"Publicly shared posts from Instagram and Facebook – including photos and text – were part of the data used to train the generative AI models underlying the features we announced at Connect. We didn't train these models using people's private posts," the company stated, underscoring it wasn't using content of users' private messages to train AI models.

"Meta doesn't have an 'opt-out feature' for users who don't want the company to use their content for its AI training," Meta's spokesperson confirmed to WCNC VERIFY.

In June 2024, Meta announced that until June 26, 2024, European users of Facebook and Instagram would have the option to opt out of having their posts used for training Meta's AI models. This opt-out feature was part of Meta's compliance with stricter data protection regulations in the European Union. However, this opt-out option was not available to users in the United States. On June 14, 2024, the Data Protection Commission reported that Meta had paused "its plans to train its large language model using public content shared by adults on Facebook and Instagram" across the European Union and European Economic Area:

Meta's updated statement on the topic read:

We're disappointed by the request from the Irish Data Protection Commission (DPC), our lead regulator, on behalf of the European DPAs, to delay training our large language models (LLMs) using public content shared by adults on Facebook and Instagram  — particularly since we incorporated regulatory feedback and the European DPAs have been informed since March.

"This is a step backwards for European innovation, competition in AI development and further delays bringing the benefits of AI to people in Europe," it continued, "We remain highly confident that our approach complies with European laws and regulations. AI training is not unique to our services, and we're more transparent than many of our industry counterparts."

To learn more on the topic, we recommend reading this article from our archives. It's also not the first time we have investigated a viral copypasta. For instance, we debunked the viral claim that posting a legal notice on your Facebook wall would protect you from having all your posts and photos "made public" by Facebook. Moreover, in May 2024, we looked at viral posts retelling a an alleged story about the encounters between former U.S. President Herbert Hoover and Polish pianist Ignacy Jan Paderewski.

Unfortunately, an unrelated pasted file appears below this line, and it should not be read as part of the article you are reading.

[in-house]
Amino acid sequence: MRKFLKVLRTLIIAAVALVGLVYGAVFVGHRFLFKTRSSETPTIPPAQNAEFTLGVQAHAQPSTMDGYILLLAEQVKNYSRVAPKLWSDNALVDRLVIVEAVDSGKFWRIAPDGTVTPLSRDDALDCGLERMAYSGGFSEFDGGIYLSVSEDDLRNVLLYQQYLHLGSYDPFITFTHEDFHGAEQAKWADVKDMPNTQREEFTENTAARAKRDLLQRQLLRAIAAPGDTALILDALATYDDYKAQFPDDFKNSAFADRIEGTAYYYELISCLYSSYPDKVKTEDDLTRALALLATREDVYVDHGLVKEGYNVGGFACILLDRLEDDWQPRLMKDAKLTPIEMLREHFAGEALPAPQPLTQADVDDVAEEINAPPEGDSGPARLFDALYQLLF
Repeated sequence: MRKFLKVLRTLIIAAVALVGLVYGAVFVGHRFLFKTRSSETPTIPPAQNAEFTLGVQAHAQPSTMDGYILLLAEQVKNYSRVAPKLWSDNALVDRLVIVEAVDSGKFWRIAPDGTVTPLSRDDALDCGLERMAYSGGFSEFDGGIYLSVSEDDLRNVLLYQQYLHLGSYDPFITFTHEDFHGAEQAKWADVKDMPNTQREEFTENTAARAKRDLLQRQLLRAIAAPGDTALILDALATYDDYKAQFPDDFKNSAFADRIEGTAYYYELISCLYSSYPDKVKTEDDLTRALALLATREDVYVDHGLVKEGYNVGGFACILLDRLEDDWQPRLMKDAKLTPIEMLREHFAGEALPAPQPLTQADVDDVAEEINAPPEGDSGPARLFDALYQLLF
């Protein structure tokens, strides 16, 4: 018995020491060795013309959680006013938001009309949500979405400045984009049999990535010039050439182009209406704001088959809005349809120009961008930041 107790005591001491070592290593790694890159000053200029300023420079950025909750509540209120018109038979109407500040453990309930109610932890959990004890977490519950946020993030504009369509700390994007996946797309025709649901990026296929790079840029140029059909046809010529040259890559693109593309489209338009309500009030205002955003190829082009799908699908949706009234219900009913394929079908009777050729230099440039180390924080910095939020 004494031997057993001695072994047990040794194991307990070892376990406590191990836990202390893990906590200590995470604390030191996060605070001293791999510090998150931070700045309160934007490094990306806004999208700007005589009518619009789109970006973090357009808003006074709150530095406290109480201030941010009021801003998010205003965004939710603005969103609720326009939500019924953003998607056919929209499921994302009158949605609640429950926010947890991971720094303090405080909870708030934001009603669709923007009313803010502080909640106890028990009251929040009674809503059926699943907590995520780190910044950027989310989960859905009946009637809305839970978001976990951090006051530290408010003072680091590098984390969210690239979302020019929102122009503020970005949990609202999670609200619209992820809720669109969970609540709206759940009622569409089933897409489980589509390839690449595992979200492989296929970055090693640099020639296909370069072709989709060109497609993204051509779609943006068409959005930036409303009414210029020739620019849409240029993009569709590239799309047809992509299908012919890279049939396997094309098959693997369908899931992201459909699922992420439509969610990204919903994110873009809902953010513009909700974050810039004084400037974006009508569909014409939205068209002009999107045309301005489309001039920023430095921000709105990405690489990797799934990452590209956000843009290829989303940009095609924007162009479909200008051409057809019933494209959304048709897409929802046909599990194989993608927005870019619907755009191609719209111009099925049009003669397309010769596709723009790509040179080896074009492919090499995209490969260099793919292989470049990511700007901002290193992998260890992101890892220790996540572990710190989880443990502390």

Sources:

"Compartir este texto en Instagram no evitará que Meta use tus publicaciones para entrenar a su IA · Maldita.es - Periodismo para que no te la cuelen." Maldita.es — Periodismo para que no te la cuelen, 10 June 2024, https://maldita.es/malditatecnologia/20240610/compartir-texto-no-evita-IA-meta/.

Instagram Post Won't Stop Meta from Using Content for AI Training | Wcnc.Com. 9 June 2024, http://web.archive.org/web/20240609162452/https://www.wcnc.com/article/news/verify/social-media/instagram-post-wont-stop-meta-using-your-content-train-ai/536-b6b44df9-539f-46ca-bd9e-d0893509b3f6.

LaMagdeleine, Izz Scott. "Posting This Notice on Your Facebook Account Will Stop Platform from Using Your Photos?" Snopes, 19 May 2024, https://www.snopes.com//fact-check/facebook-account-notice-photos/.

Log in or Sign up to View. https://www.facebook.com/legal/terms. Accessed 17 June 2024.

"No, You Can't Opt Out of Meta Using Your Posts for AI Training." Social Media Today, https://www.socialmediatoday.com/news/meta-posts-for-ai-training-cannot-opt-out/718410/. Accessed 17 June 2024.

"Privacy Matters: Meta's Generative AI Features." Meta, 27 Sept. 2023, https://about.fb.com/news/2023/09/privacy-matters-metas-generative-ai-features/.

Wrona, Aleksandra. "Herbert Hoover Repaid Favor to Polish Pianist Who Helped Him as Student?" Snopes, 30 May 2024, https://www.snopes.com//fact-check/herbert-hoover-pianist-paderewski/.